The Shoreline Management Program map of the shoreline areas affected by the new update in Ocean Shores.

The Shoreline Management Program map of the shoreline areas affected by the new update in Ocean Shores.

Shoreline plans in final stages for county, Ocean Shores

Public comment is being sought through Dec. 3 on what are being called “significant revisions that Grays Harbor County is seeking to make” to its Shoreline Master Program (SMP) — similar to the updated review process now being completed by the city of Ocean Shores and approved by the state Department of Ecology.

According to Ecology, which oversees the process, the locally tailored set of land-use policies and regulations are designed to protect and guide how the county will develop, restore, and preserve more than 1,200 miles of marine and freshwater shorelines in and around the Grays Harbor estuary, the Pacific Ocean coastline and numerous rivers and streams. River shorelines in the county include the Chehalis, Hoquiam, Humptulips, Copalis, Moclips, North, Elk, John, Quinault, Satsop, Wishkah, and Wynoochee rivers. Six lakes also are part of the update.

Grays Harbor County last amended its SMP in 1991. The proposed updated master program is designed to:

• Prioritize water-oriented uses and development in Grays Harbor County.

• Provide for public access to public waters and shorelines.

• Support restoration actions consistent with the county’s shoreline restoration plan.

• Incorporate critical area regulations to ensure environmentally-sensitive areas within the county’s shoreline jurisdiction are protected.

Ocean Shores completed its revised SMP earlier this year and the City Council on Tuesday was meeting to approve the final revisions after the plan was reviewed by the Department of Ecology and other related state agencies. The latest revisions were to bring city zoning code into conformance with Shoreline Master Program regulations on issues such as the building and placement of docks and bulkheads, setback requirements for buildings near the shoreline, or other things such as floats, piers and boathouses.

“In the event there is a conflict between the provisions of the Shoreline Master Plan and any other city ordinance or DOE provision, the provisions of the Shoreline Master Plan shall control,” a new city ordinance now states.

As part of the larger Grays Harbor shoreline plan update process, the county also is updating its Critical Areas Protection Ordinance, which is the prelude for completing the SMP. Groups and citizens already have commented on that process, being managed by the Grays Harbor County Planning Division. Members of the original Shoreline Planning Committee for the county, which completed its draft document last year, included 20 people from around Grays Harbor, including Brady Engval of Brady’s Oysters, Casey Dennehy of Surfrider, former County Commissioners Frank Gordon and Terry Willis, current Commissioner Wes Cormier, and Arthur (R.D.) Grunbaum of Friends of Grays Harbor (FOGH).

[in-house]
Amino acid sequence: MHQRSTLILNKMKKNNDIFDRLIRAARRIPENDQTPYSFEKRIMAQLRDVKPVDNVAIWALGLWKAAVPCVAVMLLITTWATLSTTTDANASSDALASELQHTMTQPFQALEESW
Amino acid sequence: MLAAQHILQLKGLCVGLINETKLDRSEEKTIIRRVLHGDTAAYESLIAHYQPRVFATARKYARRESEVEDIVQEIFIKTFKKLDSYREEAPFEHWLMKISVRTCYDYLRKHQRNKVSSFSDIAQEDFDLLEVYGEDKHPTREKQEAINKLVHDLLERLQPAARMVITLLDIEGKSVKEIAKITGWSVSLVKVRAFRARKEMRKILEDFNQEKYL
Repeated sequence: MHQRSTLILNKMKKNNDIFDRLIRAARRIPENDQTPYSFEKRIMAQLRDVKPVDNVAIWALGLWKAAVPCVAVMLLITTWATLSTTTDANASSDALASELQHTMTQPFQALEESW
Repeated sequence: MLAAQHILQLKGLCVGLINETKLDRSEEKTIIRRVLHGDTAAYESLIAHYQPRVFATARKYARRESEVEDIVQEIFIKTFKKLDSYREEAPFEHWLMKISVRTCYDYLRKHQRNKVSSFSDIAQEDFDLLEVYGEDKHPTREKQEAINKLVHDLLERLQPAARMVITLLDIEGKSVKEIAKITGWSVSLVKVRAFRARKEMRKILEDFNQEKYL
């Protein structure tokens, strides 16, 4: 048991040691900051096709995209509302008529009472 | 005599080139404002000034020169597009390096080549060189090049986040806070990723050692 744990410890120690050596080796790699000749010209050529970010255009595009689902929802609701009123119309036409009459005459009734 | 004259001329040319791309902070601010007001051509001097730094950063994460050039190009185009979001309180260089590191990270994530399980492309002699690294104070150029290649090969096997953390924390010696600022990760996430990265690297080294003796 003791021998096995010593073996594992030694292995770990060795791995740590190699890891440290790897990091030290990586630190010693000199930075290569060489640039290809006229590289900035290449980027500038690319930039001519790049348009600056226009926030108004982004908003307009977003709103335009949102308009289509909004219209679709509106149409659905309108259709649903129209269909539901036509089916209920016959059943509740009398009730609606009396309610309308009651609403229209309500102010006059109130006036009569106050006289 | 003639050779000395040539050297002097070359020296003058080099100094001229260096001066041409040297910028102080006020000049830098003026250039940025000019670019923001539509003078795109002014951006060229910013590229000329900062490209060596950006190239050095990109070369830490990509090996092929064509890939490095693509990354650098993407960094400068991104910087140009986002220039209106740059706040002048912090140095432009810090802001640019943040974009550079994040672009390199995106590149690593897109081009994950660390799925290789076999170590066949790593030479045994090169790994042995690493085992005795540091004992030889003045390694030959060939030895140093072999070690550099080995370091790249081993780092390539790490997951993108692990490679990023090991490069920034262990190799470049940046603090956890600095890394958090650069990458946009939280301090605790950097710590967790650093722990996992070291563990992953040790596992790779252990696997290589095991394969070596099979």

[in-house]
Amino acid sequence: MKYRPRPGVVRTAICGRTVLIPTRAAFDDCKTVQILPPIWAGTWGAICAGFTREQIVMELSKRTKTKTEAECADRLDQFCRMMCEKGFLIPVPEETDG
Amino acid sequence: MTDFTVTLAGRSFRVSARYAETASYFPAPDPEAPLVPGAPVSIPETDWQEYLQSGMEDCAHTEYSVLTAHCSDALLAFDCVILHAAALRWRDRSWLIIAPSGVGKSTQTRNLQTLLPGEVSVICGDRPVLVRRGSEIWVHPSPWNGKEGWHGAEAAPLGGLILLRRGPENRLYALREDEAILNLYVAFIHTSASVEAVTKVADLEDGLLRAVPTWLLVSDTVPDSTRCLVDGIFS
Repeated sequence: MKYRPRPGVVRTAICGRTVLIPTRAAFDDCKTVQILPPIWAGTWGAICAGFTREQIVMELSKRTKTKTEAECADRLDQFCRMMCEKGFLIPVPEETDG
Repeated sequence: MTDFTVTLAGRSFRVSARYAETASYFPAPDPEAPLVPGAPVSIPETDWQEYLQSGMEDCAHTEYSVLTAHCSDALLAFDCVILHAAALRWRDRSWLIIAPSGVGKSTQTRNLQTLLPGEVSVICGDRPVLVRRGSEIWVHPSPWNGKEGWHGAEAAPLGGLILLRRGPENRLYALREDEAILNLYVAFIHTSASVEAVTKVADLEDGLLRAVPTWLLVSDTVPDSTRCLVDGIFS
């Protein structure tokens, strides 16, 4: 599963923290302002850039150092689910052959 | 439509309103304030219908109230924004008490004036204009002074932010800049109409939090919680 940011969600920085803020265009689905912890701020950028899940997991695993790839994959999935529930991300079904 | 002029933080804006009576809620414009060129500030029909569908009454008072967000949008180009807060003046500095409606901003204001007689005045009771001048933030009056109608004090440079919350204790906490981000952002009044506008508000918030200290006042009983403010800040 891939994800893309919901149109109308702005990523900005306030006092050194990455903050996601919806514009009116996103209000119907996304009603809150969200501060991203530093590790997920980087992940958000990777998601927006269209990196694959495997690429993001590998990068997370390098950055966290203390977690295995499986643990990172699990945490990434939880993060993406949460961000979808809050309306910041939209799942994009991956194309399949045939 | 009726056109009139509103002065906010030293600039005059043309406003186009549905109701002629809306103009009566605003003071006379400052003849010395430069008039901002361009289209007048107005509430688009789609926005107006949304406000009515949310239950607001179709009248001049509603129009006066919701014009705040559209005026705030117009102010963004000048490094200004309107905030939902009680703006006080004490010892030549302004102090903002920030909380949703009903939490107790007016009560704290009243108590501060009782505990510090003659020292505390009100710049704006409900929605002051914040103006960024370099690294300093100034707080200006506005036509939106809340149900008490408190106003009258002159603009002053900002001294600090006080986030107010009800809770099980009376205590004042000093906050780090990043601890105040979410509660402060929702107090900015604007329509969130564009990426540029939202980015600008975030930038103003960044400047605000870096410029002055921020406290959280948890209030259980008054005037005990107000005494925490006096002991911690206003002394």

FOGH specifically raised concerns the Critical Areas update “does not adequately address sea level change.”

“While all the science has not been finalized, it is clear that this will be a significant challenge to the county’s future planning along our coasts, the estuary and riparian shoreline,” Grunaum wrote in FOGH’s comments on the final draft of the critical areas update.

“We remind the board that we have tangible reminders of the impacts of erosion and other hazards in the moving of the Quinault Nation Village and similar concerns for the Shoalwater Bay Tribe,” he added.

Another organization, Futurewise, highlighted a number of provisions it supports as a group that encourages land-use policies statewide that “protect our most valuable farmlands, forests and water resources.” Some of those include proposed wetland buffers, standards for tsunami hazard areas, and identifying all areas of geological hazards, including landslides.

Grays Harbor County’s update “is clearly written and contains many helpful protections for water quality, people, property and the environment,” Futurewise said in its comments on the final critical areas draft document.

“We strongly support the improvements to protect people and property from geologic hazards. This will help reduce risks … in new developments,” the group said.

County SMP documents

Draft review documents for the county plan are available online through the Department of Ecology website: https://ecology.wa.gov/Water-Shorelines/Shoreline-coastal-management/Shoreline-coastal-planning/Status-of-local-Shoreline-Master-Programs-SMP/Grays-Harbor-County.

The documents also are available by appointment at the county Department of Public Services – Planning and Building Division, 100 West Broadway, Suite 31, Montesano, WA 98563. To schedule an appointment, contact Jane Hewitt at Grays Harbor County (360) 249-4222.

Comment by Dec. 3

Comments may be submitted online or by mail sent to: Kim Van Zwalenburg, Department of Ecology Southwest Regional Office, PO Box 47775, Olympia, WA, 98504-7775.

Ocean Shores SMP

Access the document, which was approved by the Ocean Shores City Council on Tuesday, at this Department of Ecology online link: https://ecology.wa.gov/Water-Shorelines/Shoreline-coastal-management/Shoreline-coastal-planning/Status-of-local-Shoreline-Master-Programs-SMP/Ocean-Shores